Bill: But what about the meltdowns, dude?

Jake: Those almost never happened.

Tobias: They’ve solved their problem.

Bill: No. We’re arguing against the boogeyman. It’s like trying to disprove the recession’s not here.

Jake: Yeah. Look at France versus Germany like what’s happened? France has a lot of nuclear power and is in a much better shape than– Just to give you a sense of how reliable these things are. Nuclear energy is one of the most reliable producers. Its uptimes are 90% to 95%. When it’s on and it’s always on. For comparison, even the best offshore wind units, they are on about 45% of the time. The best photo voltaic is 25% of the time. And Germany with where they are like their latitude, their uptime is about 12…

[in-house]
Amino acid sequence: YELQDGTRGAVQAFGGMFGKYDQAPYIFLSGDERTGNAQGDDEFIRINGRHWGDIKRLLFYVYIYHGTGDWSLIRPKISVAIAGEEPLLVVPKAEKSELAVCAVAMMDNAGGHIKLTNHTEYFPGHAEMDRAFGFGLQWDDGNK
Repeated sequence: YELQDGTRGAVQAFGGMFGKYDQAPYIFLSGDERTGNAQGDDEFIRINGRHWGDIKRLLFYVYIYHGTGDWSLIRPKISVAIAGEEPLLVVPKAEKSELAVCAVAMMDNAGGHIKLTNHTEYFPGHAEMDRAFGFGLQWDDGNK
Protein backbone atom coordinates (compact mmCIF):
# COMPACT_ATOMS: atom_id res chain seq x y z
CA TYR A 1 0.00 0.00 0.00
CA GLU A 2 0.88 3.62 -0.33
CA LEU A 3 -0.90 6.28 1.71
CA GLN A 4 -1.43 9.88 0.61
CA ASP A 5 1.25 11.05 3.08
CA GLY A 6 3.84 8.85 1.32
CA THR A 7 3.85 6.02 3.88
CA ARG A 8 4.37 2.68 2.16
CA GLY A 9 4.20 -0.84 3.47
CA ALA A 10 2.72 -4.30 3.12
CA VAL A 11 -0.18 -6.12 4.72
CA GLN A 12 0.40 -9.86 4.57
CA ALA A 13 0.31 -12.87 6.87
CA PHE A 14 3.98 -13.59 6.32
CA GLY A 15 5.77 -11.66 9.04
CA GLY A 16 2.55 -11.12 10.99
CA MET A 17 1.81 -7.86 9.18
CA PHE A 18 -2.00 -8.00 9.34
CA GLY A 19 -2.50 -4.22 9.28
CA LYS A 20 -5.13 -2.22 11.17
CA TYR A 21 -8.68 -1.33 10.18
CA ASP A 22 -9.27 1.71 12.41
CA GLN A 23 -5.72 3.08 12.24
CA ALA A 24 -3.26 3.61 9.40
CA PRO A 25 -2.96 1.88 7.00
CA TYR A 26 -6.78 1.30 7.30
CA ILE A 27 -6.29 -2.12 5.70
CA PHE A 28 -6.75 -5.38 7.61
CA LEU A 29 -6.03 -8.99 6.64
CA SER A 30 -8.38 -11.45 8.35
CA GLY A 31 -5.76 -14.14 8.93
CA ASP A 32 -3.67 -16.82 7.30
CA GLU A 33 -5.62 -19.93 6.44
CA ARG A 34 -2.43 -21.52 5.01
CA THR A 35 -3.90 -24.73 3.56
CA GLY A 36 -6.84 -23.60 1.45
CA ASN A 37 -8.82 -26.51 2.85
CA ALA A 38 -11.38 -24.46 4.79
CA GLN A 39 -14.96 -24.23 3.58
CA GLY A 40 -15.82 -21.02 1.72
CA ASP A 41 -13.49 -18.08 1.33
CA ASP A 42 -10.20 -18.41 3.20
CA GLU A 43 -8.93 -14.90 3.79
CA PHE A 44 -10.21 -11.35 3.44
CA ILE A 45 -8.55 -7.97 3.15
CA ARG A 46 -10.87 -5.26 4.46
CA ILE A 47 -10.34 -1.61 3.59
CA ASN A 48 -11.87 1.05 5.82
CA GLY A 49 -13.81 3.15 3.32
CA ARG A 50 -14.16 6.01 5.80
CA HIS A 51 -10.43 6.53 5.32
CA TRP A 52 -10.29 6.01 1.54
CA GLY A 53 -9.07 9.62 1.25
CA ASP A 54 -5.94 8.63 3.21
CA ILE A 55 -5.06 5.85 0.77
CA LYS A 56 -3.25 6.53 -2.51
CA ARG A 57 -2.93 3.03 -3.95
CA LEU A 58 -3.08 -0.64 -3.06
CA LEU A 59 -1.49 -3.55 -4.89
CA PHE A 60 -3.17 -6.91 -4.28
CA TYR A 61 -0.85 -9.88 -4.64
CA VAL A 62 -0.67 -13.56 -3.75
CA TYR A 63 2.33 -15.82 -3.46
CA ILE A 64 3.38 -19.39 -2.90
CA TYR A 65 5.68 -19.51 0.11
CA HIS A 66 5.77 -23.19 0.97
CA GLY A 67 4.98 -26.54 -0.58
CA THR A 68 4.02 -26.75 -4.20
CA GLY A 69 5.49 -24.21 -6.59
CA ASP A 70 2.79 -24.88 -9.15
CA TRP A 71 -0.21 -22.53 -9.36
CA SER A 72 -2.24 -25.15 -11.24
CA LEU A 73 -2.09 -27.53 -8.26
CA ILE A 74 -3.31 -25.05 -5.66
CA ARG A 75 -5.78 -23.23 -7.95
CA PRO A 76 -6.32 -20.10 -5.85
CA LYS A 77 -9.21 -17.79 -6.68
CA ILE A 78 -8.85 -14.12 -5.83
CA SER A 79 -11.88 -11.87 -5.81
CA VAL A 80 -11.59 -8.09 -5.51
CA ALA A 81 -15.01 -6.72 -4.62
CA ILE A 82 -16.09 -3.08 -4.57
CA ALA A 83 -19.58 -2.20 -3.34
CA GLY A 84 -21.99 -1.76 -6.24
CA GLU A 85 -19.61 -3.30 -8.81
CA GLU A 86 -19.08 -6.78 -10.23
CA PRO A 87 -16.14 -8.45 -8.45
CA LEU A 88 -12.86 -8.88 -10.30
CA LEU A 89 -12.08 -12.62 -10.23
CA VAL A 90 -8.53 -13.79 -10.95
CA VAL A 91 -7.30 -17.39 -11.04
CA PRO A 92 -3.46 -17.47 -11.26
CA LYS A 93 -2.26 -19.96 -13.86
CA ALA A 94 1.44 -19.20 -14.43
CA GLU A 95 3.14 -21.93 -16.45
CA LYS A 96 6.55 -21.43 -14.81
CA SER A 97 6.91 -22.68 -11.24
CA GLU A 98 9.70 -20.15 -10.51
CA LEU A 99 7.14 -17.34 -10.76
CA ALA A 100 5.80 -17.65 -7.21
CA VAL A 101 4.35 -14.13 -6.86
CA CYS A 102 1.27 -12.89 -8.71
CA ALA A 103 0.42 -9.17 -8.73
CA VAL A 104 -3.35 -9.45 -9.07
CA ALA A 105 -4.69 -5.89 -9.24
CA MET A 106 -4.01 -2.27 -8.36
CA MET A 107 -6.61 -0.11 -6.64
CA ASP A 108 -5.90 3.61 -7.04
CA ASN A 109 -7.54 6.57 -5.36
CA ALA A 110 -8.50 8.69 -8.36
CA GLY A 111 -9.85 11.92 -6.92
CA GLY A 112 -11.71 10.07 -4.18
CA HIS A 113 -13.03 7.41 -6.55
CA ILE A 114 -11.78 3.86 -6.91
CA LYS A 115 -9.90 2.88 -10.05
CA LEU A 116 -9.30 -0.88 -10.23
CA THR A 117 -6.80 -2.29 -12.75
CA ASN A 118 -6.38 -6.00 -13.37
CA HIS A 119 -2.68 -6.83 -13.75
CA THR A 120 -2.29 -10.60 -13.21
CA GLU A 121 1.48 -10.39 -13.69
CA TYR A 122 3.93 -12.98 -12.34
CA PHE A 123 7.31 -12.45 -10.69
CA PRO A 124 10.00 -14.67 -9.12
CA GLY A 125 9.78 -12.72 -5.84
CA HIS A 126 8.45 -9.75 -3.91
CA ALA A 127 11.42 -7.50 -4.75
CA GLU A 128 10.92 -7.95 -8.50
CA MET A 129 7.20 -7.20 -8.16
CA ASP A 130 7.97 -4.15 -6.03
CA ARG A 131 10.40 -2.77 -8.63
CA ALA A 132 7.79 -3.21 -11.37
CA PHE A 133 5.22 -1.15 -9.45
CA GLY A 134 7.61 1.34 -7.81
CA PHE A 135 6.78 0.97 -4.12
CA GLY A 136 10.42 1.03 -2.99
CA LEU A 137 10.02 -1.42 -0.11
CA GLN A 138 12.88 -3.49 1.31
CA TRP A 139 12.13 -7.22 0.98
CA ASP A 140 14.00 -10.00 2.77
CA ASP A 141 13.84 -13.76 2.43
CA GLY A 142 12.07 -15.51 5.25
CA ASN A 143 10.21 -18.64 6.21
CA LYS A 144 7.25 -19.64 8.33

Bill: Geez. Well, yeah, good news.

Tobias: I had to mute you, JT.

Bill: We don’t even what– He is still going on.

Tobias: His voice is gone.

Bill: He has no idea.

Tobias: He can’t yours.

Bill: Oh, JT, you got to sign off and come back on.

Tobias: There’s something happening with your audio, JT.

Bill: The fucking powers that be silenced him, man.

Tobias: [laughs]

Bill: That’s messed up.

Bill: It’s back.

Tobias: Oh, it’s still going.

Bill: Cut it, Jake…

Bill: Oh, my God, mute him. You got to kick him out of the room man and come back.

Tobias: Ah, something that wasn’t good.

Bill: Tell him to come back. That was good.

Bill: Did you see what Jamie Dimon said. Jake, if you’re listening, the issue is that it just keeps saying 12, 12, 12, 12, 12 over and over again.

Tobias: [laughs]

Bill: It’s really shitty DJ Khaled mix.

Tobias: [laughs]